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Establishing a sustainable design curriculum

Educators and students often ask how to integrate sustainability topics into their curriculum. A few key small steps can grow into a cultural change in academic institutions, starting with the most important one: having champions who are willing to experiment with better approaches for sustainable education.

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Students figuring out mechanisms for sustainable lighting solutions. Photo by Katharine Krueger

Introduction

Sustainability is becoming more popular everyday and for several good reasons. Everyone from professionals to educators, students, business people and policy makers understand its important role in fixing many of the issues that affect today’s society as well as its ability to provide a better future. These issues are affecting everyone and it is time to make significant changes to the way that global society works. A perfect place to generate this change is in the classroom, but sometimes taking the first step can be challenging. Perhaps it is unclear where to begin or easy to make assumptions that end up doing more harm than good. Educators in particular want to make sure that students learn key tools for effectively addressing sustainability issues. 

Why is sustainability important?

The fist step in integrating Sustainability into a design curriculum is to understand its importance and benefits. Although there are many ways of defining sustainability, a simple way of understanding it is as a group of strategies that allow for life to continue without interruption. This concept, as basic as it sounds, has not been embraced by many industries and policies and that is why we have issues such as depleted resources, climate change, and social and economic inequality. A golden rule for Sustainability is to look both at the big picture and at specific details. Breaking down large problems into manageable parts and coming up with solutions that address specific issues helps in achieving short-term results. At the same time, taking a step back and understanding connections between different solutions assures that different parts in a life cycle won’t become problems to each other. Implementing both levels of solutions provides a path for a future that can last forever by protecting precious resources and elevating quality of life.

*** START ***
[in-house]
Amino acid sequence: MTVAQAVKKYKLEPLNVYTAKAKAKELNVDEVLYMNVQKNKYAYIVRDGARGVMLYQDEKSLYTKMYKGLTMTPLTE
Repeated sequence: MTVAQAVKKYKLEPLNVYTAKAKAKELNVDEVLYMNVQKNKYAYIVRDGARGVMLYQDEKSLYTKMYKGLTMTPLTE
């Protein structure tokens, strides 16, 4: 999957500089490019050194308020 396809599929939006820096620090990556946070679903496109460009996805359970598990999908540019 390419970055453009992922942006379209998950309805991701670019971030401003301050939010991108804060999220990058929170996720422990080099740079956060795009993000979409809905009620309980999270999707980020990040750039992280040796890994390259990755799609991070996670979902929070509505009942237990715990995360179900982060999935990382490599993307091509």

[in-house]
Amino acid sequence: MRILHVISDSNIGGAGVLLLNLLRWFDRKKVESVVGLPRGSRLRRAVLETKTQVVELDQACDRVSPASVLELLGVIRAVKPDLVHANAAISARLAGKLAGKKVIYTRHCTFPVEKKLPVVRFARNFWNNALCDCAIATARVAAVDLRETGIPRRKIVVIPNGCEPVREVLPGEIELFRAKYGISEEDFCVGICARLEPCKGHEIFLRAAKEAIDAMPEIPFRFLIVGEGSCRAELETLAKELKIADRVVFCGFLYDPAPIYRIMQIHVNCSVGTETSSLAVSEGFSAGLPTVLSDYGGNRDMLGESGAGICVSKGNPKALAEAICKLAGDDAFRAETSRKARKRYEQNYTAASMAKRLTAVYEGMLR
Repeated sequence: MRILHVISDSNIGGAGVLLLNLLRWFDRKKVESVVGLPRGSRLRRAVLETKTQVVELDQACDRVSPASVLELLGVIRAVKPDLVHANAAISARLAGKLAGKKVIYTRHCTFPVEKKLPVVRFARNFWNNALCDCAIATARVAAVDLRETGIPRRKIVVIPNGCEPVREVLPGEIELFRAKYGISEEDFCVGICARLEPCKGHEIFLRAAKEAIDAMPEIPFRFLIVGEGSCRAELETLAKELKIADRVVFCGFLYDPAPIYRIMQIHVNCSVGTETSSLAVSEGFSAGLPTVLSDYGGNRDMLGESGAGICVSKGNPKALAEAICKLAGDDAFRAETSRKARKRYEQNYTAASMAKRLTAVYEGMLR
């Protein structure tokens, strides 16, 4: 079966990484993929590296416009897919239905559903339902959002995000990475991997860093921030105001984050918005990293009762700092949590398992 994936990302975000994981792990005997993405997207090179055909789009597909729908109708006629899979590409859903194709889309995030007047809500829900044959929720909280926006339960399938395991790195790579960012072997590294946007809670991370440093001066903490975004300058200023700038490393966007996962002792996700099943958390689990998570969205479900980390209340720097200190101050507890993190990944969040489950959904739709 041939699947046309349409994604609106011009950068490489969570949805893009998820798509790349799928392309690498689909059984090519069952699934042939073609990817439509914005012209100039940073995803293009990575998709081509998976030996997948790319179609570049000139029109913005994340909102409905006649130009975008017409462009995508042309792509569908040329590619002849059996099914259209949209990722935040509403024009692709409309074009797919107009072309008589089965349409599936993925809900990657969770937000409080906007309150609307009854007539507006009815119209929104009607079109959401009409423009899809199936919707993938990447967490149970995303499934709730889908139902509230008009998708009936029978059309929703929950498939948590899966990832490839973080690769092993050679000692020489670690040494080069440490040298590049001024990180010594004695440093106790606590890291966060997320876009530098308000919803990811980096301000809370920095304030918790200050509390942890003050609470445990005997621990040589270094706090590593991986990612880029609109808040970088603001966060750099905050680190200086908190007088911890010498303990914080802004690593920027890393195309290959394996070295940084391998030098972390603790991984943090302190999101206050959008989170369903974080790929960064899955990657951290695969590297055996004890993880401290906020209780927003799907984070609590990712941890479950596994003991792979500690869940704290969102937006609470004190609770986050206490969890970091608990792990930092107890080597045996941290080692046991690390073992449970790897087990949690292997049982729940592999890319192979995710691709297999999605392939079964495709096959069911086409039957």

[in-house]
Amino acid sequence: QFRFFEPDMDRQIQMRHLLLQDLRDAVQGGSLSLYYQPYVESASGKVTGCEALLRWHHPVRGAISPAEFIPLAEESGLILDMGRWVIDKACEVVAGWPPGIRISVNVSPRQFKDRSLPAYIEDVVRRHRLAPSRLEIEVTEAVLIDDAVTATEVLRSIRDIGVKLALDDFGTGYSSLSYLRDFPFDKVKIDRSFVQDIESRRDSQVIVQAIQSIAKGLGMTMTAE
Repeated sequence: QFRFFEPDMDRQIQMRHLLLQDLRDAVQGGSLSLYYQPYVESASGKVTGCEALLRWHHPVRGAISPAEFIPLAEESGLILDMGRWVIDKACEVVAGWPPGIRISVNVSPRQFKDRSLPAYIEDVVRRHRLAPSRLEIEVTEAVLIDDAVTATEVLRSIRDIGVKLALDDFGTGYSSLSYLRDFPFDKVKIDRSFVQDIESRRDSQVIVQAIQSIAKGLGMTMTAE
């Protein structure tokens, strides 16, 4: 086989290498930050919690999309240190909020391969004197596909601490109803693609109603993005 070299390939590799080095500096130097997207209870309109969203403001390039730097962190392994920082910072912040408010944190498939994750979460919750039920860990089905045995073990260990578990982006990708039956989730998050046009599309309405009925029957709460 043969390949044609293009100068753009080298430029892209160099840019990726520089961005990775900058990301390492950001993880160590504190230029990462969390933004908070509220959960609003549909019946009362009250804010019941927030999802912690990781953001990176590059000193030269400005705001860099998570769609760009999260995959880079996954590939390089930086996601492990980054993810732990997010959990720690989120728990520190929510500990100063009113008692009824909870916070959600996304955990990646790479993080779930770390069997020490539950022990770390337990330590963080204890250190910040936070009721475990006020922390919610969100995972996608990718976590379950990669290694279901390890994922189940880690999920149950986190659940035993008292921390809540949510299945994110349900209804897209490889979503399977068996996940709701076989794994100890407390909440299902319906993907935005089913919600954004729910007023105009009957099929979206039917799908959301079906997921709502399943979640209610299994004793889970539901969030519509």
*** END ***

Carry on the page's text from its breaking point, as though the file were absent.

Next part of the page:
What do students get out of this?

Younger generations are very vocal about their concern for how natural resources have been handled in the past. They want to make sure that they enjoy the planet at its fullest and that they don’t leave for future generations the problems that have been handed to them. When students learn about sustainability strategies, they become empowered with tools for changing things for the better and they also become more attractive to potential employers. Many companies are looking everywhere for people who know how to provide sustainability benefits to the business. This is a skill that provides a competitive edge and that, surprisingly enough, not every candidate possesses. 

Tips for integrating sustainability into your curriculum

Below are a few ideas that can help anyone to integrate sustainability into their curriculum. These ideas cover a wide variety of areas and can be applied one by one or simultaneously, depending on the topics that you want to cover and the interests of the people involved. It is better to start small and to build up than to try to cover too much ground all at once and to get confused along the way. 

Try short projects first

If you don’t feel comfortable with adding several topics on sustainability all at once, start with a short project that focuses on a specific topic. Good options include extending the useful life of a product, increasing recycling habits, reducing transportation and packaging, or exploring materials that are renewable and use less energy to produce. By focusing on specific topics and goals you will be able to test ideas, cover your content more effectively and adjust details as needed for future projects. While devoting an entire semester or year to sustainability is a lot of fun, defining a project that lasts only one or two weeks is enough to create meaningful results. If you need inspiration for which projects to introduce, check out the curriculum section in Autodesk Design Academy. These resources have great case studies and course outlines that are easy to follow and offer exciting assignments for your students.

Find the right time and the right place